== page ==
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The Correct Use of Shares

Textbooks on Going Public in America advise that being published is an exit strategy for a company’s insiders.

The textooks are wrong!

If you follow their advice, in time you will destroy your public company. (98% of all companies going public in the United States fail within ten years.) In doing so, you will destroy our public shareholder base. Let me show you why this happens.

The Float

The shares held by the public are called “the float.” When your public company insiders sell their shares to the public, they add that many shares to the company’s float. Remember that sentence. I’m going to repeat it further into this explanation.

Who Sells Your Company to the Public?

Every public company is totally responsible for finding buyers for their float. No one else will do it for your company. This responsibility begins even before the company actually goes public and remains throughout the life of the company.

If your company fails to do this, the company will quickly go out of business. In order to find those buyers, the company must spend money. (And important rule to be remembered here is that “Stocks are NOT bought. Stocks are SOLD!” With thousands of companies offering their stocks to the public, your Investor Relations efforts must be aimed at getting buyers with limited investment funds to choose YOUR company’s stock instead of another company’s stock.)

The money spent finding and convincing those buyers doesn’t create any additional revenue for the company. It’s simply part of the cost of doing business as a public company. Tens of thousands of public companies have not paid their Investor Relations bill and, instead, have paid the ultimate price of doing business. They have failed and disappeared.

Stick with me now, as I’m going to explain how these costs re figured. They remain pretty much the same for and all public companies and have been learned through long experience.

Figuring Your Costs

The actual cost to our public company to find buyers for the float is a simple multiple of two things: (1) the number of shares in the float and (2) your company’s share price. So the greater the number of shares in the float, or the higher your company’s share price, the more money your company must spend to find buyers for the company’s shares.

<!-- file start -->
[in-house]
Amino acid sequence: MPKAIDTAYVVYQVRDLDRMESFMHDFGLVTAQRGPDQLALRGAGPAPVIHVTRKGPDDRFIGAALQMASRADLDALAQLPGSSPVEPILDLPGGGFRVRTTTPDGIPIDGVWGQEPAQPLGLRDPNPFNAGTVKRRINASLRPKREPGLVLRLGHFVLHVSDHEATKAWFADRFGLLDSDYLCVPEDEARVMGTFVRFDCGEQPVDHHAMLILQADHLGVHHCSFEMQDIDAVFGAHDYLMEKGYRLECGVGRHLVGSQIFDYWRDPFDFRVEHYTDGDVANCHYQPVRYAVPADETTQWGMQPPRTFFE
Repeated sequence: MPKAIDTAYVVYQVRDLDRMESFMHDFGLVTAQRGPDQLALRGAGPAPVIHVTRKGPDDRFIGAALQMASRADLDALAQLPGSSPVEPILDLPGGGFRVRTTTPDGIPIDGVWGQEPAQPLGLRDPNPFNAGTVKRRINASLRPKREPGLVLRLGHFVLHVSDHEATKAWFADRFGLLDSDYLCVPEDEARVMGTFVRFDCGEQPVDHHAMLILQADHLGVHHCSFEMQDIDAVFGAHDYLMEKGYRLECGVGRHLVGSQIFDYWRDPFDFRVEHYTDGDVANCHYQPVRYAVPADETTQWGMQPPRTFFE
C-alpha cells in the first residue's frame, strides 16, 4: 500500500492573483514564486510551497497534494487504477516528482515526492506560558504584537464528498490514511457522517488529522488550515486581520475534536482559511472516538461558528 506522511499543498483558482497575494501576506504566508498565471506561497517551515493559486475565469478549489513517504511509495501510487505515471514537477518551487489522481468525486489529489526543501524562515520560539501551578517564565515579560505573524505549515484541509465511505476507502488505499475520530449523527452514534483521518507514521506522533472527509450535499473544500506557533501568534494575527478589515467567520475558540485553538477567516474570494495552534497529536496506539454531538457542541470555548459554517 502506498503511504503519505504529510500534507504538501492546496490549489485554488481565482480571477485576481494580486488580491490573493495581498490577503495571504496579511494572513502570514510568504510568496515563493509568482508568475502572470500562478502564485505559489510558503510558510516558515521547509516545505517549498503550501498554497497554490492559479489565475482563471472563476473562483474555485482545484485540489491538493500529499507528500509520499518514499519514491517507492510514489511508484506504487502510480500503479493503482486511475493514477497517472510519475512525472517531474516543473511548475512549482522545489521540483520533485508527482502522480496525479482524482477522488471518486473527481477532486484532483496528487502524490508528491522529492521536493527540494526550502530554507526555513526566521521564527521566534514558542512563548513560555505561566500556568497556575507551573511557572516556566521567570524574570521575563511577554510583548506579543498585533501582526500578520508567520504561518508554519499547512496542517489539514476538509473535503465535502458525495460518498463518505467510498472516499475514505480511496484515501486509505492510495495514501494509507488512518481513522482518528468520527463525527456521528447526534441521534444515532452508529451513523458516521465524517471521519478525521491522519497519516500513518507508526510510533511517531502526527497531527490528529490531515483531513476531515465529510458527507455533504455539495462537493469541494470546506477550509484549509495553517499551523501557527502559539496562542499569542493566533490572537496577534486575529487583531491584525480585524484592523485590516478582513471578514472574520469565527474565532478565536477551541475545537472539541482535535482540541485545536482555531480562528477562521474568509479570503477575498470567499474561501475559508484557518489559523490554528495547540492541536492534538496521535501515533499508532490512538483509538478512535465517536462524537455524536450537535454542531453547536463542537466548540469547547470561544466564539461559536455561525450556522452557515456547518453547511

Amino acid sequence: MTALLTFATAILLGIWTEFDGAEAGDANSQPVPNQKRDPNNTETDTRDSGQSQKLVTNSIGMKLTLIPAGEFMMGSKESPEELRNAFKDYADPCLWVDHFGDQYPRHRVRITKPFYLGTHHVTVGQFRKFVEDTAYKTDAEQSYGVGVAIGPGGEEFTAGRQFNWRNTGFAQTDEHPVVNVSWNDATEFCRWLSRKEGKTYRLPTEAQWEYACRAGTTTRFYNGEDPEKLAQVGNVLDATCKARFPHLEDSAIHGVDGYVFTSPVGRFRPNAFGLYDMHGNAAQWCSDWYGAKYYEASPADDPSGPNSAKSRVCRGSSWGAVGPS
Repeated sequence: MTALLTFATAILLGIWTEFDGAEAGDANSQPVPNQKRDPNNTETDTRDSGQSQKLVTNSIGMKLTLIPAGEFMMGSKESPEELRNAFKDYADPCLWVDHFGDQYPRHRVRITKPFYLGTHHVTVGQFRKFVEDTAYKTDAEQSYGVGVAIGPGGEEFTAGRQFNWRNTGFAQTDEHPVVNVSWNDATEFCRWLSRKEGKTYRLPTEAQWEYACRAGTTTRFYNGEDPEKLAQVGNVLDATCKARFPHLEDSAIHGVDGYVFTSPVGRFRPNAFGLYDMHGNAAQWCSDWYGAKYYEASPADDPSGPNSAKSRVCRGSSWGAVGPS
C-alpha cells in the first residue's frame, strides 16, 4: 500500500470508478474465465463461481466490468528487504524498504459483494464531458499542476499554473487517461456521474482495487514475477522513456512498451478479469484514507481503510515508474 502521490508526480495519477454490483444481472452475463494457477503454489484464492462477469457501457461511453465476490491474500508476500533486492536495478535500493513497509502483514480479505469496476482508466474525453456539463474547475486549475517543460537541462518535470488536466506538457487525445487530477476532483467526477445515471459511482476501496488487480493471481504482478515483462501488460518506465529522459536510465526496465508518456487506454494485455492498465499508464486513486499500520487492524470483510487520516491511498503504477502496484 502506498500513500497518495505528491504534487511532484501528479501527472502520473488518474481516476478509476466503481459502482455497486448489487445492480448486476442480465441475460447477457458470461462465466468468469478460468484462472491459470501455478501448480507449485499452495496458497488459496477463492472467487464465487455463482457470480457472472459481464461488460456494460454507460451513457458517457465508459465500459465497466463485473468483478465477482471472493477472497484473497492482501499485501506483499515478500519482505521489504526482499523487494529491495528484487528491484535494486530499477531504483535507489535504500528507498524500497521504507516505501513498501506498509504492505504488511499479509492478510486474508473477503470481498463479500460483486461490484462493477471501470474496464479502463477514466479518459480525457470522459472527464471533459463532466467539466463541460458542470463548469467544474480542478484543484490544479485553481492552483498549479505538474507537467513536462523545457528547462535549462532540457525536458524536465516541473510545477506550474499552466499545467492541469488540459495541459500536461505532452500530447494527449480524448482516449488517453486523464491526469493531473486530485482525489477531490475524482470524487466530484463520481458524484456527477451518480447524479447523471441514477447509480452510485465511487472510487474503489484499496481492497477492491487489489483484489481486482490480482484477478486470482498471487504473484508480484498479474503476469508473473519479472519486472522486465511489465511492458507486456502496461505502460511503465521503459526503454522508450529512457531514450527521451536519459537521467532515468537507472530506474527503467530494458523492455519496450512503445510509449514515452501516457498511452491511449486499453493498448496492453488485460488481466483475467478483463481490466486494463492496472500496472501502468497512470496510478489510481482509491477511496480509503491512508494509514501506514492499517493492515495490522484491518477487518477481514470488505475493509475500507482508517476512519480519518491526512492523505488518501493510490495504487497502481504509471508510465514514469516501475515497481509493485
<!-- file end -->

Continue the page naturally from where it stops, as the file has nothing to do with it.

Simply to maintain the share price in most public companies requires the company to find buyers for the float every quarter of the year. (Investor “A” may have an illness in his family, which requires the shareholder to sell some stock, let’s say 1000 shares. The public company’s Investor Relations program must find potential investors and promote the company to those potential buyers for that shareholder’s 1000 shares of stock. If they fail to do so, the share price will drop. The falling share price will encourage other shareholders to sell their stock. If the buyers can’t be found, the share price will continue to fall. Eventually, the shares will trade for less than once cent and the company will be delisted from the stock exchange.

The Company Isn’t the Only One Issuing Shares

Most shareholders leave their shares with the Depository Trust Company (DTC) in “Street Name.” Their stockbrokers strongly encourage this practice since the DTC pays them for doing so. However, the shares held in “Street Name” are used by “short sellers,” professionals who are betting that your company’s share price will go down. These shares, “borrowed” from the DTC, are sold into the company’s float. As long as that short position exists, the company is required to find buyers every quarter for the short shares. A multimillion-share short position will destroy the strongest public company in time.

Thus the primary concern for any Investor Relations program is to encourage the company’s shareholders to take possession of their stock certificates and remove those shares from the DTC. If there is no stock in “Street Name,” there can be no short selling. Our program is focused on reducing the stock held by the DTC in “Street Name” to less than 20,000 shares. This policy limits potential short selling and thus ensures that investor relations costs are manageable.

The Formula

Here is the simple formula for figuring Investor Relations costs to sell your company’s shares: Float X FR X 4, where FR (known as the Florida Rule)*** is a constant based on the company’s share price.

This constant starts at ten cents per share per quarter for shares trading under US$1.00 and is adjusted upward by five cents for every dollar increase in average share price to US$5.00/share. There is no increase in cost to US$7.00/share. Then the increase again climbs five cents for every dollar of share price up to US$20.00/share.

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